Scope of the Problem

Securing the 30th Southeast Asian Games is a massive and expensive undertaking. The Games are taking place at 46 venues in four “clusters” spread across several provinces and thousands of kilometers. Four police regions – Ilocos, Central Luzon, Calabarzon, and Metro Manila – form the core of the STF. They are in turn supported by the AFP, the Bureau of Fire Protection, the Philippine Coast Guard, the Office of the Civil Defense, and the Metro Manila Development Authority, as well as local agencies from the four venue clusters. Recycling security measures used for elections, the PNP announced a ban on guns, sirens, blinkers, and “unauthorized motorcycle escorts” in and around the venues. These are significant expressions of state power, the management of which would be a significant bureaucratic challenge in the most developed of nations. In the poor, diverse, and criminally violent Philippines, it a daunting task.

Unsurprisingly, the largest effort by far is in the Metro Manila region. The National Capital Region Task Group of the STF consists of 17,734 of the total force structure. Though Manila is clearly the biggest and most visible venue and the most symbolically important, this leaves a scant 2000 personnel to guard and manage the remaining venue clusters in Subic, Clark, and “Other Areas” which includes significant events in La Union, Batangas, Laguna, and beyond. The Coast Guard contingent responsible for guarding the surfing events at La Union and other water sports in Subic and Zambales accounts for fully half of that number; a lopsided disposition that adds security concerns to the growing list of complaints about the Games.

Whatever the reason for the perceived (and real) dysfunction of the event, guarding the Games is a massive interagency – and international – security challenge.

Problems with the Games began well before the 30 November opening ceremony. Construction delays and shoddy work led to some events taking place in half-finished venues. There were reports of incomplete paint jobs, lack of lighting, and in the case of the first football qualifier, a stadium without a scoreboard or enough working toilets. Transportation and accommodation of athletes however provoked the loudest protests as several teams waited hours for transportation and were then forced to squeeze into accommodations designed for half their number. The Cambodian team became briefly famous for forcibly occupying their hotel’s conference room after being told there were no guest rooms for them. Ever active in the Philippines, social media exploded with comparisons to the disastrous Fyre Festival in the Bahamas and the hashtag #SEAGames2019Fail trended on Twitter.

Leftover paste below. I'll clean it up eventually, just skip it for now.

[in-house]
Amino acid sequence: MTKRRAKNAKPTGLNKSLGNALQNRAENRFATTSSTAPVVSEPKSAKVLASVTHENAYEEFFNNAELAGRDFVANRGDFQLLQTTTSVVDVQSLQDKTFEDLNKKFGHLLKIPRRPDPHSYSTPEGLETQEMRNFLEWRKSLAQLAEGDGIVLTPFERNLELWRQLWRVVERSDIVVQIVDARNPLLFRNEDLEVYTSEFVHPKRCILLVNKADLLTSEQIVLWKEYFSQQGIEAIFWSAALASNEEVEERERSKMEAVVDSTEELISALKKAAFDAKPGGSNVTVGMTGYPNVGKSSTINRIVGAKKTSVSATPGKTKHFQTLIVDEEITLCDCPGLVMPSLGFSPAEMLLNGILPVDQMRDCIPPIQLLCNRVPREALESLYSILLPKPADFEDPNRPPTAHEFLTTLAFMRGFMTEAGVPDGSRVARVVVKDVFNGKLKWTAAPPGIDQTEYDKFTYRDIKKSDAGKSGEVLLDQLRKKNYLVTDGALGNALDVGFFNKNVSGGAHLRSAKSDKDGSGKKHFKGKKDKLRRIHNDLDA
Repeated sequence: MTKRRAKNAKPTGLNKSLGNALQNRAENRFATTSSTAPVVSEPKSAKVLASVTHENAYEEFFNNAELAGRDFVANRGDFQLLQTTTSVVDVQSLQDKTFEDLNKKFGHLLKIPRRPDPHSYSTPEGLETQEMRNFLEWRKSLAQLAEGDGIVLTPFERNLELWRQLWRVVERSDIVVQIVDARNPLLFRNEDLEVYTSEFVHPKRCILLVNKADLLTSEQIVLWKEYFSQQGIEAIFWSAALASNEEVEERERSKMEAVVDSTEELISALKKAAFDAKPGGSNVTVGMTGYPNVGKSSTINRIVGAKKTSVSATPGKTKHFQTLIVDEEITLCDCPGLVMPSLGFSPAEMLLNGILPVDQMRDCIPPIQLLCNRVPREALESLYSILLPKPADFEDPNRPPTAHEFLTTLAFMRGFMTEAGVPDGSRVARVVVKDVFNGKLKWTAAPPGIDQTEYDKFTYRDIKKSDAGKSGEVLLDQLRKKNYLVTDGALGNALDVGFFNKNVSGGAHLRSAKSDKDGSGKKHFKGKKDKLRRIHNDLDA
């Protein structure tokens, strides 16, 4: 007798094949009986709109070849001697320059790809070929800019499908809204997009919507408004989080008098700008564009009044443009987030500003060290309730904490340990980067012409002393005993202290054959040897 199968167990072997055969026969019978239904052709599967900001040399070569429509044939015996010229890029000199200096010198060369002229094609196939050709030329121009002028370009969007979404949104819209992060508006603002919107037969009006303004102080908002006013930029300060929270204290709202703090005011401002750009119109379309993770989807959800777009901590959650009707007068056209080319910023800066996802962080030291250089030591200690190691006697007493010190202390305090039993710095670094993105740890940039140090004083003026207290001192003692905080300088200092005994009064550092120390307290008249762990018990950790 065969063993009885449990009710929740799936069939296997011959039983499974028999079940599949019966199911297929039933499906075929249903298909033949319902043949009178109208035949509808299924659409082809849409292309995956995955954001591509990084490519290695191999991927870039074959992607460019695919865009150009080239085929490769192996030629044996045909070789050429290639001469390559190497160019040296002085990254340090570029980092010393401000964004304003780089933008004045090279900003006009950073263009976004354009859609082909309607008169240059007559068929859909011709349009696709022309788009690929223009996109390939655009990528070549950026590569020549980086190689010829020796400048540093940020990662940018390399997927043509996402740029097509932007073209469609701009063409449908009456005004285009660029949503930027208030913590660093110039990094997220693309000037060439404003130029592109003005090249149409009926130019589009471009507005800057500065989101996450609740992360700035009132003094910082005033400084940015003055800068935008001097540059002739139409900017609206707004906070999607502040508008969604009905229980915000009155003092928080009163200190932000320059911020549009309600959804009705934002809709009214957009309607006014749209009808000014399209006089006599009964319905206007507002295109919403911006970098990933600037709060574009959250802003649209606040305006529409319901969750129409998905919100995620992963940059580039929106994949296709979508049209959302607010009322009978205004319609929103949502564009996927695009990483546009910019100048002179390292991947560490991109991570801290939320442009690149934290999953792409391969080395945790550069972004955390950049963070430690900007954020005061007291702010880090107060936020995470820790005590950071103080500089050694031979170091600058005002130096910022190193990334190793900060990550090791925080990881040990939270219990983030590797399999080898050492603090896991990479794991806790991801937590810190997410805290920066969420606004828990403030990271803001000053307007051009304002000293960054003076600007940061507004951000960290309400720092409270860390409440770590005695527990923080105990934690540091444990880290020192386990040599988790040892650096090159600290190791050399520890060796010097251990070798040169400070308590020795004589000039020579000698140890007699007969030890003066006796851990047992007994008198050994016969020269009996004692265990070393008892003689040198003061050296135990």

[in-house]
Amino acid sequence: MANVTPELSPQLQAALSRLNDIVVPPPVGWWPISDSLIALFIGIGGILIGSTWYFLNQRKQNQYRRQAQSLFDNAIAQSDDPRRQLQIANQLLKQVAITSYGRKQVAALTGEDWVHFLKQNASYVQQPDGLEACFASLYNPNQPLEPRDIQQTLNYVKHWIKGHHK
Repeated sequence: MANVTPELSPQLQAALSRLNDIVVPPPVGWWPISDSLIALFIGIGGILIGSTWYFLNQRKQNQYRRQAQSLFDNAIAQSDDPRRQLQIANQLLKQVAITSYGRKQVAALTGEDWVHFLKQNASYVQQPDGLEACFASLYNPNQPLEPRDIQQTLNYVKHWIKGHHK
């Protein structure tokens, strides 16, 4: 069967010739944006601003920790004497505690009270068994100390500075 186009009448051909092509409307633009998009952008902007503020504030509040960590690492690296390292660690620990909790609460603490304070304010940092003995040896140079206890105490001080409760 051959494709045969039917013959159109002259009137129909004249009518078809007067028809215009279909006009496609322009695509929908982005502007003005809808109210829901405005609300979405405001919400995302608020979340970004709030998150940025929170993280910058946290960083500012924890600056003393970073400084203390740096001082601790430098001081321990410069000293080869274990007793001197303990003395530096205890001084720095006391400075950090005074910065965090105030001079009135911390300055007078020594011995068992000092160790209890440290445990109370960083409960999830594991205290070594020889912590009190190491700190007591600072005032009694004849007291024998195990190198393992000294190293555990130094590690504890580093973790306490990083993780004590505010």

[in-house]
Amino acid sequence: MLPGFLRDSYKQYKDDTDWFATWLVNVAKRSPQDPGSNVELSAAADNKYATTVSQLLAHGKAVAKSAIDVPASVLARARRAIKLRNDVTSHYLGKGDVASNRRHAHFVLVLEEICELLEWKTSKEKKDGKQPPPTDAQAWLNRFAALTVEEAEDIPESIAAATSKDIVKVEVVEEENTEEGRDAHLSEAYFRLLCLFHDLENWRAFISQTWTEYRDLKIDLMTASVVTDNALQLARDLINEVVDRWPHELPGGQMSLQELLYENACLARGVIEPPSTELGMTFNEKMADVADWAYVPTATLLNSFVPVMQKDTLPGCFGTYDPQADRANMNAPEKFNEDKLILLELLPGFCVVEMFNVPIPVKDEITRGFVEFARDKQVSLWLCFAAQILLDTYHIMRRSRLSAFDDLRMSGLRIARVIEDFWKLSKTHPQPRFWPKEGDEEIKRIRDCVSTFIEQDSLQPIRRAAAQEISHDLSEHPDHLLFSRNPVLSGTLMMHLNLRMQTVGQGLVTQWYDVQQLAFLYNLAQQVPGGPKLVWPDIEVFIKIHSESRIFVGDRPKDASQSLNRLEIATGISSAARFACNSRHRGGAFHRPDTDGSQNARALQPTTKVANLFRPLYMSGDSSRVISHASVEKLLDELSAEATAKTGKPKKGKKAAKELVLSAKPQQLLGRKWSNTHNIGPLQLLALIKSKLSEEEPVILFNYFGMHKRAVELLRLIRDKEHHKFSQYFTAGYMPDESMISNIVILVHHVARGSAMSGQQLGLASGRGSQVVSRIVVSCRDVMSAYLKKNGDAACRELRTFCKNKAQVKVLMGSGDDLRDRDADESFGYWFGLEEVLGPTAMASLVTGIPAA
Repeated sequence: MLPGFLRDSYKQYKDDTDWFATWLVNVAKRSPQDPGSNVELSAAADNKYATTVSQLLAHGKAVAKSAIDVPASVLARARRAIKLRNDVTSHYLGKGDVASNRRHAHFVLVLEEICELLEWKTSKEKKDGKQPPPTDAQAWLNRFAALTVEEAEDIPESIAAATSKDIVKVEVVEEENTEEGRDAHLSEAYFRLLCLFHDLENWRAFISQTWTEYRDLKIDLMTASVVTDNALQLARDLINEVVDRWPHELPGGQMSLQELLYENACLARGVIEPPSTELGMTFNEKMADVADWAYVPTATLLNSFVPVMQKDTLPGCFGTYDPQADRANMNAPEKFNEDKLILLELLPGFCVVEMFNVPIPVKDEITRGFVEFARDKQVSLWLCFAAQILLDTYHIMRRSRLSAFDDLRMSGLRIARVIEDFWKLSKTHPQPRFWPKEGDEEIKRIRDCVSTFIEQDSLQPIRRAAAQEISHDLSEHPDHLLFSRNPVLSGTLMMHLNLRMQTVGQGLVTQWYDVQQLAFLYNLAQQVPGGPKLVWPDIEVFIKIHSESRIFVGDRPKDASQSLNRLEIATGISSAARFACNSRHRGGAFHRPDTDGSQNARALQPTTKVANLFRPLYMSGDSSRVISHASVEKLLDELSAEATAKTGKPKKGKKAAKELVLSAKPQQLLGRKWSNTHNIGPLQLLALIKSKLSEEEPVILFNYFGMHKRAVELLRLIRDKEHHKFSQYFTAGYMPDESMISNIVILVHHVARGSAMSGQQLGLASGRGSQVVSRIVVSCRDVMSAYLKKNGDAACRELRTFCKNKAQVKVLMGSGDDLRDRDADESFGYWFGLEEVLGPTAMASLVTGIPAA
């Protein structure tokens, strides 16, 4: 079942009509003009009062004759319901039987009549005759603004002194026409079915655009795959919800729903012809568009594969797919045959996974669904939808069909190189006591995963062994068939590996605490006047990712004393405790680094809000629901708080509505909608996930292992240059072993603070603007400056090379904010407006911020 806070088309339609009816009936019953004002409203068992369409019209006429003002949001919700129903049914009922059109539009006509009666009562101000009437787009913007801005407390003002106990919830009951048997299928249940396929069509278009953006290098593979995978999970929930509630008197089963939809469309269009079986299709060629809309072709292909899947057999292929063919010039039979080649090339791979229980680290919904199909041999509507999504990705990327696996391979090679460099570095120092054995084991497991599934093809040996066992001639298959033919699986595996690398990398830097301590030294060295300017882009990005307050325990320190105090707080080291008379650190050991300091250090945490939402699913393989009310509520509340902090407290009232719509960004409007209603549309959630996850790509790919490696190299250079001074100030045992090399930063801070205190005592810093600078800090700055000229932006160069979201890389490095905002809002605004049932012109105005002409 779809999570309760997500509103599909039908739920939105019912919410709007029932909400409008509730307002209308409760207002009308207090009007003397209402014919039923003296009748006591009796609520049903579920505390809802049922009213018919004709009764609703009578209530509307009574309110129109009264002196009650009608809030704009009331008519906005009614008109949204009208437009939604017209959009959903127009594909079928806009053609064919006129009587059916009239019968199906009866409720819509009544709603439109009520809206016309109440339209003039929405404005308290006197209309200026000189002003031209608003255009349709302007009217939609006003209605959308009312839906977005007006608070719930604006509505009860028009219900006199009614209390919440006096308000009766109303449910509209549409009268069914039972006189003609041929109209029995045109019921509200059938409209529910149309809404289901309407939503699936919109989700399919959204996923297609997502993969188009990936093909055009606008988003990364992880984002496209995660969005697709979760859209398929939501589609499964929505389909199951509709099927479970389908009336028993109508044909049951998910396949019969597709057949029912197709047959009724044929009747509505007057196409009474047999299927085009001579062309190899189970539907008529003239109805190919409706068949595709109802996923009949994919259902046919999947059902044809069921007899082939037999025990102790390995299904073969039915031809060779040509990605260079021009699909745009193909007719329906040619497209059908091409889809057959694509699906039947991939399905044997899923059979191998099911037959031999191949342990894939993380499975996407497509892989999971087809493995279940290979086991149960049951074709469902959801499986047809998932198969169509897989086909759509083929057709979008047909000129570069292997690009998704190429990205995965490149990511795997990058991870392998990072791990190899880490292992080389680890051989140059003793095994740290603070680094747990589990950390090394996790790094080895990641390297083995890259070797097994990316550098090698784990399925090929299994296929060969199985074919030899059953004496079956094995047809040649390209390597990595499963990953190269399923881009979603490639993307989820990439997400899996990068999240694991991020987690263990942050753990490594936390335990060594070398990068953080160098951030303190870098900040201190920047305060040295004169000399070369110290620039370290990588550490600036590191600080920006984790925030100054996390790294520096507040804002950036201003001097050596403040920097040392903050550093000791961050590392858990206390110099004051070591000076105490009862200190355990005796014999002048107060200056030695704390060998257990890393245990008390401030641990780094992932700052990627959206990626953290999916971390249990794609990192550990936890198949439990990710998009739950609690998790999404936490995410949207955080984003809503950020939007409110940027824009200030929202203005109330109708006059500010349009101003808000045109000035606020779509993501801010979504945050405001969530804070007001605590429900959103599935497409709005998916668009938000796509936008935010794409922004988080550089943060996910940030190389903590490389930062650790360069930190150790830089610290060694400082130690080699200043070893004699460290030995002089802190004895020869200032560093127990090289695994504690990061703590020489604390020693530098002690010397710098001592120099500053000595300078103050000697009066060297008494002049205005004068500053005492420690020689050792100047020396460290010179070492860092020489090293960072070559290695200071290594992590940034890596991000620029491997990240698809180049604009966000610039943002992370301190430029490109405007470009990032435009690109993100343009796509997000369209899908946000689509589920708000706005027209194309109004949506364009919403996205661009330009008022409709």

Guarding Games

President Duterte is sensitive to the fact these complaints reflect poorly on the Philippines as a whole. Perhaps feeling pressure, he announced on 28 November that the military, not the police or a civilian planning committee, would organize future events of this type. In Duterte’s words, he prefers AFP planning because “they think structurally.” This is an unsurprising reaction from Duterte who has been predisposed to military administration for some time. In 2018, he placed the Customs Bureau under the AFP after elements of the former were involved in drug smuggling. At times he put the AFP and PNP at odds, encouraging the military to prevent corruption by blocking PNP officers from entering casinos. He has a pattern of appointing retired generals in positions of bureaucratic power. Eight of his Cabinet principals are retired generals as are 46 appointed to lower level offices. This includes the former Chief of Defense that serves as Director of the Security and Safety Cluster within the Southeast Asia Games Organizing Committee. With government in Manila largely in the hands of former AFP generals, it is difficult to pin the Games’ shortcomings on the failings of civilian planners.

Whatever the reason for the perceived (and real) dysfunction of the event, guarding the Games is a massive interagency – and international – security challenge. Despite their best efforts however, the Philippine agencies tasked with security have limited funding and lack spare capacity. A number of powerful and longstanding insurgencies occupy the AFP in the country’s south while a well-armed criminal class empowered by the drug trade and enabled by entrenched corruption hampers the PNP’s ability to surge for the Games. The Philippine Coast Guard, charged with protecting the water sports, is well known for not having the budget to leave the pier. These obstacles are endemic to the Philippine government and are not likely to go away no matter how much “structural thinking” President Duterte manages to apply to guarding future games.


Lino Miani, CEO Navisio Global LLC

Lino Miani is a retired US Army Special Forces officer, author of The Sulu Arms Market, and CEO of Navisio Global LLC.